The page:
Sunday, January 10th 2020 | By Rev. Michael P. Hanifin
Our Christmas season concludes this Sunday with the Feast of the Baptism of the Lord. Saint John the Baptist baptized in the Jordan River, calling people to repent of their sins and therefore be baptized in water to wash their sins away. Now Jesus was not baptized because he needed to repent — rather, He was revealing who He was and what He came to do.
It was from His revelatory mission that Catholics receive the sacrament of baptism — when we become adopted sons and daughters of God and therefore members of His family. From that moment, we belong to Jesus Christ — we become His disciples. In our lives, by our words and example, we reflect this relationship. The way we live should reveal to whom we belong.
In this Sunday’s First Reading, the prophet Isaiah shared a message of hope, “Why spend your money for what is not bread, your wages for what fails to satisfy?” We should ask ourselves, “Who is the king that rules over our hearts?” As Christians, it should be God. We often fill our lives with meaningless things that satisfy us only momentarily. If we truly do belong to Jesus Christ, then we will make Him our highest priority. What we fill our lives with should reveal that Jesus is our King.
In Sunday’s Gospel, Saint Mark revealed the intimate relationship between God the Father, God the Son, and the Holy Spirit. The Holy Spirit descended upon Jesus and God the Father proclaimed, “You are my beloved Son; with you I am well pleased.” We, too, have access to an intimate personal relationship with God. But like all good relationships, it takes effort and determination. I tell married couples that marriage is hard work. For Christians it is the same. Our relationship with God takes effort and hard work. It just does not happen on its own. By our own effort and by God’s grace, our relationship with Jesus will grow and flourish. How we spend our time and how we share our gifts of time, talents, and treasure (material resources) will say a lot about to whom that we belong.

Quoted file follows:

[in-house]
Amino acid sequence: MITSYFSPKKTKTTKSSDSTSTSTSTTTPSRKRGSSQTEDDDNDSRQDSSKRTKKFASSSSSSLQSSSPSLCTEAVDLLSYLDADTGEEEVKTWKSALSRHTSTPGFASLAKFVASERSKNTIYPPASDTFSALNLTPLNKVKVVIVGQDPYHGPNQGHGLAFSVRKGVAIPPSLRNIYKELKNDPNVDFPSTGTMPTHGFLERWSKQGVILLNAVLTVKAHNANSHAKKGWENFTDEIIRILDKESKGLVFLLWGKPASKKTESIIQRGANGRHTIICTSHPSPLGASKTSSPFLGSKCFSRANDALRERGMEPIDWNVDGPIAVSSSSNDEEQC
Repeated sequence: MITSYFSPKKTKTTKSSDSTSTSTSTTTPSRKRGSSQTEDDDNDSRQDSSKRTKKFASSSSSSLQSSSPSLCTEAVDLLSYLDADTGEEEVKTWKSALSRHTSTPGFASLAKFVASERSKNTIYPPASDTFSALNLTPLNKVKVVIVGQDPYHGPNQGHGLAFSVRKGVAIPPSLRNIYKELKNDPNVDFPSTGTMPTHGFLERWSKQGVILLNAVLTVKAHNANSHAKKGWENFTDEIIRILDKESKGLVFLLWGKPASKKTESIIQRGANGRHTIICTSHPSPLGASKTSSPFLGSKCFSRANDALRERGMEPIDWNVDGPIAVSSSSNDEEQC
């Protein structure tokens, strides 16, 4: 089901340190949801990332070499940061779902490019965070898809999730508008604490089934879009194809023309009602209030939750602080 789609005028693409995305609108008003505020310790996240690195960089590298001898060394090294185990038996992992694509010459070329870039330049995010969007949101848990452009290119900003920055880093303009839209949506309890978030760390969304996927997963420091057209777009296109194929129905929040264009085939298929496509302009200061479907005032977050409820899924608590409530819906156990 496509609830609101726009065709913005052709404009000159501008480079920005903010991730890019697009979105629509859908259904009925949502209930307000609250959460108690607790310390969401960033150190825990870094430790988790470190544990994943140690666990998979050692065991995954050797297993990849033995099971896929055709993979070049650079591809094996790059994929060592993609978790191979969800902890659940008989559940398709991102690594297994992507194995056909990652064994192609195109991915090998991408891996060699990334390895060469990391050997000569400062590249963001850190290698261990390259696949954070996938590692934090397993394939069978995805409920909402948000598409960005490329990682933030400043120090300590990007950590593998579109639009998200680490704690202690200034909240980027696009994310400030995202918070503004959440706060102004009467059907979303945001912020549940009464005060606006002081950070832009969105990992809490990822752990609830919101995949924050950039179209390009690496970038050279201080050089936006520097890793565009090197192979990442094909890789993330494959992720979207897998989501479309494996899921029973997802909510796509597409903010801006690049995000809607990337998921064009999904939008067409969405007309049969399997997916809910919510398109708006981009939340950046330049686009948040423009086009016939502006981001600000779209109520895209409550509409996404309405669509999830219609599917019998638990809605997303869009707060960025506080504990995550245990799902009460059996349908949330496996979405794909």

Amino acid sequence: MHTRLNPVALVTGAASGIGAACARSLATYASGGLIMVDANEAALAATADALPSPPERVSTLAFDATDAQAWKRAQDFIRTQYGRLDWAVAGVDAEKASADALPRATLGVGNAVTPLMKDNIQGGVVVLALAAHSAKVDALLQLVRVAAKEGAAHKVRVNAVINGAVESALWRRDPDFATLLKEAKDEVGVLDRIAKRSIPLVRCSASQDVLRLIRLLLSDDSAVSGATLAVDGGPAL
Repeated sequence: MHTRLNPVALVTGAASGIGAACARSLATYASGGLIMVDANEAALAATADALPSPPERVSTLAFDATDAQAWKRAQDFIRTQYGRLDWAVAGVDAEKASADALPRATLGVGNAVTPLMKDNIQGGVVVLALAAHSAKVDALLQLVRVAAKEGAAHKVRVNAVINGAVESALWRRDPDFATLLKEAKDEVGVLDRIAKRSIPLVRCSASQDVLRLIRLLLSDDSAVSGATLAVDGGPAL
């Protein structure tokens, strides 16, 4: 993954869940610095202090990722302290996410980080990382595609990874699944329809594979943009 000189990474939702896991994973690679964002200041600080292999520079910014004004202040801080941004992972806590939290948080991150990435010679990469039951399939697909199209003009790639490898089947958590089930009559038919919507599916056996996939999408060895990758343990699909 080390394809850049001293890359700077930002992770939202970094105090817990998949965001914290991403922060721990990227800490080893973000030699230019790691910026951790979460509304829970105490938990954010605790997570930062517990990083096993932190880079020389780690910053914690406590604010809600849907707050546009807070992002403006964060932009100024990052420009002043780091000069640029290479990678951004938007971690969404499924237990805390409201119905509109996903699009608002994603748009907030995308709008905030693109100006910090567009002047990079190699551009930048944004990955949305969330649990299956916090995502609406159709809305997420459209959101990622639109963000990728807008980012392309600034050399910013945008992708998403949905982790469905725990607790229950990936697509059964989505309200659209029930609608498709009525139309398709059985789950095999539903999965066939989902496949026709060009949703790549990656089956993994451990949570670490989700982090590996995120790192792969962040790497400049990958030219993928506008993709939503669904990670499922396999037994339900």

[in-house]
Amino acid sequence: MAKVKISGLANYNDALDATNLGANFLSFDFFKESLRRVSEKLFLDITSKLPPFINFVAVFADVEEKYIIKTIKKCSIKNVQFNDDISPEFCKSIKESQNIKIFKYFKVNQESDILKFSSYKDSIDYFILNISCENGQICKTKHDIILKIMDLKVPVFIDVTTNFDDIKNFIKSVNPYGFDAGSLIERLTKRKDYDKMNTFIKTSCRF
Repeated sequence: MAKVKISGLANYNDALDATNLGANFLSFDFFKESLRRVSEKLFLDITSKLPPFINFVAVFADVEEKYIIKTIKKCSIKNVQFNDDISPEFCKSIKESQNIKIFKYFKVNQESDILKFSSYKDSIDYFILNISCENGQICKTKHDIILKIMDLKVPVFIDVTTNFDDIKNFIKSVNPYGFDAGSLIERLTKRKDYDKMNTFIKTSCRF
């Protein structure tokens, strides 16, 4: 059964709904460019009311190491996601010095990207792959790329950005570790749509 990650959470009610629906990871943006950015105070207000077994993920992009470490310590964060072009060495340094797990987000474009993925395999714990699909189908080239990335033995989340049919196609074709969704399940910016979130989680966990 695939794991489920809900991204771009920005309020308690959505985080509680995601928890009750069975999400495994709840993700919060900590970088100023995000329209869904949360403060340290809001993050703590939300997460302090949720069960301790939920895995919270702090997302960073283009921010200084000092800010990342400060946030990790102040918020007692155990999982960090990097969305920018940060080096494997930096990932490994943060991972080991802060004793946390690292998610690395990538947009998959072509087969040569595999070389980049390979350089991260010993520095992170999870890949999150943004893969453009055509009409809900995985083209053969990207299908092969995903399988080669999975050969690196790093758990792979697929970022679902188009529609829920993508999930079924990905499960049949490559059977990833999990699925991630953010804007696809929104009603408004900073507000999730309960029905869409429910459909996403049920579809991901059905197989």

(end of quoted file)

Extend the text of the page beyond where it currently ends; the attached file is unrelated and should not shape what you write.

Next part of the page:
Monday begins the Liturgical Season of Ordinary Time and the vestments the priests wear return to the color green. We pray that the year 2021 will be rewarding and full of hope and blessings.